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    There has been a lot of speculation about a national strike by grassroots referees in protest at widespread and unacceptable instances of match officials being abused.

    You Are The Ref is against this proposal, which has emanated from calls by a young referee in one particular part of the country.

    This is not because we don't believe there is a problem in this area or because we lack sympathy for officials on the ground. Far from it. The team here ran a recent campaign, highlighting abuse cases and calling for action on this cultural malaise in football.

    We have expressed our concerns about the lack of respect shown towards our grassroots referees. I have also emphasised the need for referees to report incidents in an accurate manner.

    Further, I hope the Football Association resurrect the Respect campaign and support it with a raft of sanctions that act as a true deterrent. For instance, my view is that where an assault on a referee takes place this should be dealt with by the police with the FA duly copied in with the facts. However, we also believe the solution lies in communication and education.

    I am aware that the FA are currently in the process of recruiting a Respect Officer, soon to be appointed.

    Our focus is on supporting young referees to enjoy the game - as is their right - and to progress within it. A withdrawal would be counter-productive in my view.

    Today I received the results of a survey carried out by the Sheffield Referees Association and frankly I was delighted to see that they are very much against the organisation of a referees strike. We at You Are The Ref have been clear that we do not support strike action.

    The preferred route is to ensure that when young referees take to the field they have been suitably trained in conflict management and how to cope and deal with abuse from parents on the touchline.

    Mentoring and coaching are the key factors in ensuring that referees remain in the game and that they do not become one of those 7,000 who hang up their boots up at the end of each season.

    The basic referees course would appear not to adequately prepare referees - as there is less than a 1% failure rate nationally. Every year around 7,000 referees are trained and a similar number lost.

    Unless mentors are appointed to support the first few games of a new referee there is a higher chance of drop-out. The course requires this in two of the first six games but in reality we hear that this is not happening.

    So more power to the FA in dealing with this issue proactively. A strike is not in the interests of football and something we do not wish to see.

      Author: Alan Biggs

      A pivotal moment in England’s sporting history has been brought back to life with the unveiling of a new exhibition.

      The 50th anniversary of England’s World Cup win is particularly poignant in Sheffield, the birthplace of football.

      The city staged no less than four matches in the 1966 World Cup – three group games and a quarter-final, all at Hillsborough.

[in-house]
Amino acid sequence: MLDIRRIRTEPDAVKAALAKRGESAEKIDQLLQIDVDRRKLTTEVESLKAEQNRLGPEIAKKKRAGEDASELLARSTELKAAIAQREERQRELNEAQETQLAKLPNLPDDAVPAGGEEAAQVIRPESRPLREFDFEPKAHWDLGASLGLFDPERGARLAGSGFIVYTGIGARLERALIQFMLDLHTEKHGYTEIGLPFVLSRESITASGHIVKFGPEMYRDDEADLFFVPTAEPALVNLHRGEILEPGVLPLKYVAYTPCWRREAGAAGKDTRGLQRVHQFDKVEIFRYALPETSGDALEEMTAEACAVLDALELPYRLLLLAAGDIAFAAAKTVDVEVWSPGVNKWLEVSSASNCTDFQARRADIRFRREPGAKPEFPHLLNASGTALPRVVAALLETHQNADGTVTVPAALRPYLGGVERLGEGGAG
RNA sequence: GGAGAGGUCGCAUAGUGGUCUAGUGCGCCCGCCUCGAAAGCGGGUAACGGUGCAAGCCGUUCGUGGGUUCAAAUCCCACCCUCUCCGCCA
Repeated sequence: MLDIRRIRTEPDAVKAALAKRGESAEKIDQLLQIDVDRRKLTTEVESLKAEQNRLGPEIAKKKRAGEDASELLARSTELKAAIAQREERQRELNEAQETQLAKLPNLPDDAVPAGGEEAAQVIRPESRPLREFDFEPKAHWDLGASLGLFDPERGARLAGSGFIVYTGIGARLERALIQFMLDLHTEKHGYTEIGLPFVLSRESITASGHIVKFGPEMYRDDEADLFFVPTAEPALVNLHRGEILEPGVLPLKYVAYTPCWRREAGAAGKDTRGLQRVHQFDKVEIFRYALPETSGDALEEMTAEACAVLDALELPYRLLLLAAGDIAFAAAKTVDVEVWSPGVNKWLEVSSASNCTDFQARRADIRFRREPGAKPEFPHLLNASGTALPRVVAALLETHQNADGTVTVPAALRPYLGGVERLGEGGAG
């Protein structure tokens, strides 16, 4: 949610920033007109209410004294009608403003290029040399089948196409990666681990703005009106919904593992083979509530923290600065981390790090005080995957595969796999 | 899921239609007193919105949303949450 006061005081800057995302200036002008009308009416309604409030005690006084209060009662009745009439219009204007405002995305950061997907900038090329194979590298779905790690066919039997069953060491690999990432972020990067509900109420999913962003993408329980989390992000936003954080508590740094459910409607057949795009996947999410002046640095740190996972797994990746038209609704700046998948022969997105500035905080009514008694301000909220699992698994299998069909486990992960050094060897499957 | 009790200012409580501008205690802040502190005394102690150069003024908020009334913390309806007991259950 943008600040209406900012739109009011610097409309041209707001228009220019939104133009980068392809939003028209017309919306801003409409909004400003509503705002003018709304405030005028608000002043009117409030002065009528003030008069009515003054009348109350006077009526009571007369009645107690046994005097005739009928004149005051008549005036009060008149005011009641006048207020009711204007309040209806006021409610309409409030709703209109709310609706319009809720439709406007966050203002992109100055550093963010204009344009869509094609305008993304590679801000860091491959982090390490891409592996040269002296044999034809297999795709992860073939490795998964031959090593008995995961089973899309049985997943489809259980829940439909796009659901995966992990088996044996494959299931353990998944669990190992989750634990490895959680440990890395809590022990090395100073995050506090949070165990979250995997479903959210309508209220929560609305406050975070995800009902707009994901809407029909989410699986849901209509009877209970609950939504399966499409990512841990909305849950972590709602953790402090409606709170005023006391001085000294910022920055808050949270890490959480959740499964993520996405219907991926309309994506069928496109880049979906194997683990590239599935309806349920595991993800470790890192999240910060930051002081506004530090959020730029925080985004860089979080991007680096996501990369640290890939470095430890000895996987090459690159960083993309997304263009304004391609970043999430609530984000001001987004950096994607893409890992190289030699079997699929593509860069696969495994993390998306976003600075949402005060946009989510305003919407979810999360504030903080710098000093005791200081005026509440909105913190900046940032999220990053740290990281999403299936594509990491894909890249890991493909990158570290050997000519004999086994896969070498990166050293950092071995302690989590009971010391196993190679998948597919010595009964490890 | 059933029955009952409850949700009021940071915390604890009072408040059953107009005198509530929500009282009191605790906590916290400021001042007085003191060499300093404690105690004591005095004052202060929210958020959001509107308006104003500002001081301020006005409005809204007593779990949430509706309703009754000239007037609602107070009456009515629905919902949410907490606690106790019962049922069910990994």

England went on to win the Wembley final with Sheffield’s own Gordon Banks in goal.

      The 50th anniversary of the city’s role in this historic championship is being celebrated in ‘Football’s Coming Home’.

      The five-week exhibition has transformed part of The Moor Market in Sheffield, in celebration of life on the streets of the Steel City in the year that changed football history in England.

      The event is part of the countdown to the start of the 2016 Youdan Trophy - the new international Sheffield-based tournament.

      READ MORE: Visit the Youdan Trophy website for more information

      Internationally renowned sports artist Paul Trevillion - the man famed for drawing ‘Roy Of The Rovers’ and regularly referred to as the ‘Leonardo of Line Drawing’ – has designed artwork that hangs outside the entrance to the building.

      ‘Football’s Coming Home’ brings the walkways of The Moor Market to life with a trail containing scores of Sheffield footballing facts counting right back to the formation of the world’s first club – Sheffield FC – started in 1857.

      Keith Hackett, director of Youdan Trophy organisers You-Are-The-Ref.com, said: “’Football’s Coming Home’ is all about celebrating Sheffield’s unrivalled football heritage.

      “People often forget we’re the birthplace of the game and the key part of the Youdan Trophy is spreading that message across the world.”

      Local schools also play a central role in the exhibition. Twenty short-listed entries in a city-wide art competition launched by Paul Trevillion to mark the city’s footballing sports heritage will also be on show.

      Sandra Barley, Centre Liaison Manager for The Moor said: “We’re always looking at new and exciting ways to bring something new to The Moor Market and we couldn’t think of anything more fitting than ‘Football’s Coming Home’.”

      Admission to ‘Football’s Coming Home’ will be free. It will run until August 6th, 2016.

      The exhibition is being delivered in partnership with The Sheffield Star newspaper.

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